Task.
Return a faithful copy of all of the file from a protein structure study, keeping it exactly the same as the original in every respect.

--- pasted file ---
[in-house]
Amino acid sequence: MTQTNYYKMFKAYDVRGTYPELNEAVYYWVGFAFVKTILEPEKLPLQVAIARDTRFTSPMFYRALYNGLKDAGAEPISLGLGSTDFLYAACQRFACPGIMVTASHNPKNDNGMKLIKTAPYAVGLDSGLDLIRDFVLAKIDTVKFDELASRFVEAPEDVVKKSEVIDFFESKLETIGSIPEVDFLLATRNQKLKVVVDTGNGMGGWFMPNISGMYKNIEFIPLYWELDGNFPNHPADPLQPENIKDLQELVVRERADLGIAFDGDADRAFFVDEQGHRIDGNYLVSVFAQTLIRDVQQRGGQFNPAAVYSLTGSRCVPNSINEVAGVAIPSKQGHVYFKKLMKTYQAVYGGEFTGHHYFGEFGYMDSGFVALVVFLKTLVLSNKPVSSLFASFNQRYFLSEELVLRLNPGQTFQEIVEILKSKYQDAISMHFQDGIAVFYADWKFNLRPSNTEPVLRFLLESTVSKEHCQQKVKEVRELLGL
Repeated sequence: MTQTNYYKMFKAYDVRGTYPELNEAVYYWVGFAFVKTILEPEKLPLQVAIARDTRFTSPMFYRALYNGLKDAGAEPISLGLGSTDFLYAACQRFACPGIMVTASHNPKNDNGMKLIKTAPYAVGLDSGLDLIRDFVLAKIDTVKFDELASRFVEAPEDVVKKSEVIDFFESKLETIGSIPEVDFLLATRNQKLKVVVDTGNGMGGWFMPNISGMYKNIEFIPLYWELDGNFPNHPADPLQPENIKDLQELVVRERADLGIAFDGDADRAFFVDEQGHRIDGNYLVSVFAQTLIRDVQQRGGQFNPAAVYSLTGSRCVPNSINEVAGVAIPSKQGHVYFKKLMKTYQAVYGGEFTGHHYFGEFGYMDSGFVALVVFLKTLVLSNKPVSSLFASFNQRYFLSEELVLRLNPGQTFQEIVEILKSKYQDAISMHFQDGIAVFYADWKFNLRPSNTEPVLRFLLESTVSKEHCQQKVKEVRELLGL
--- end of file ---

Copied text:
[in-house]
Amino acid sequence: MTQTNYYKMFKAYDVRGTYPELNEAVYYWVGFAFVKTILEPEKLPLQVAIARDTRFTSPMFYRALYNGLKDAGAEPISLGLGSTDFLYAACQRFACPGIMVTASHNPKNDNGMKLIKTAPYAVGLDSGLDLIRDFVLAKIDTVKFDELASRFVEAPEDVVKKSEVIDFFESKLETIGSIPEVDFLLATRNQKLKVVVDTGNGMGGWFMPNISGMYKNIEFIPLYWELDGNFPNHPADPLQPENIKDLQELVVRERADLGIAFDGDADRAFFVDEQGHRIDGNYLVSVFAQTLIRDVQQRGGQFNPAAVYSLTGSRCVPNSINEVAGVAIPSKQGHVYFKKLMKTYQAVYGGEFTGHHYFGEFGYMDSGFVALVVFLKTLVLSNKPVSSLFASFNQRYFLSEELVLRLNPGQTFQEIVEILKSKYQDAISMHFQDGIAVFYADWKFNLRPSNTEPVLRFLLESTVSKEHCQQKVKEVRELLGL
Repeated sequence: MTQTNYYKMFKAYDVRGTYPELNEAVYYWVGFAFVKTILEPEKLPLQVAIARDTRFTSPMFYRALYNGLKDAGAEPISLGLGSTDFLYAACQRFACPGIMVTASHNPKNDNGMKLIKTAPYAVGLDSGLDLIRDFVLAKIDTVKFDELASRFVEAPEDVVKKSEVIDFFESKLETIGSIPEVDFLLATRNQKLKVVVDTGNGMGGWFMPNISGMYKNIEFIPLYWELDGNFPNHPADPLQPENIKDLQELVVRERADLGIAFDGDADRAFFVDEQGHRIDGNYLVSVFAQTLIRDVQQRGGQFNPAAVYSLTGSRCVPNSINEVAGVAIPSKQGHVYFKKLMKTYQAVYGGEFTGHHYFGEFGYMDSGFVALVVFLKTLVLSNKPVSSLFASFNQRYFLSEELVLRLNPGQTFQEIVEILKSKYQDAISMHFQDGIAVFYADWKFNLRPSNTEPVLRFLLESTVSKEHCQQKVKEVRELLGL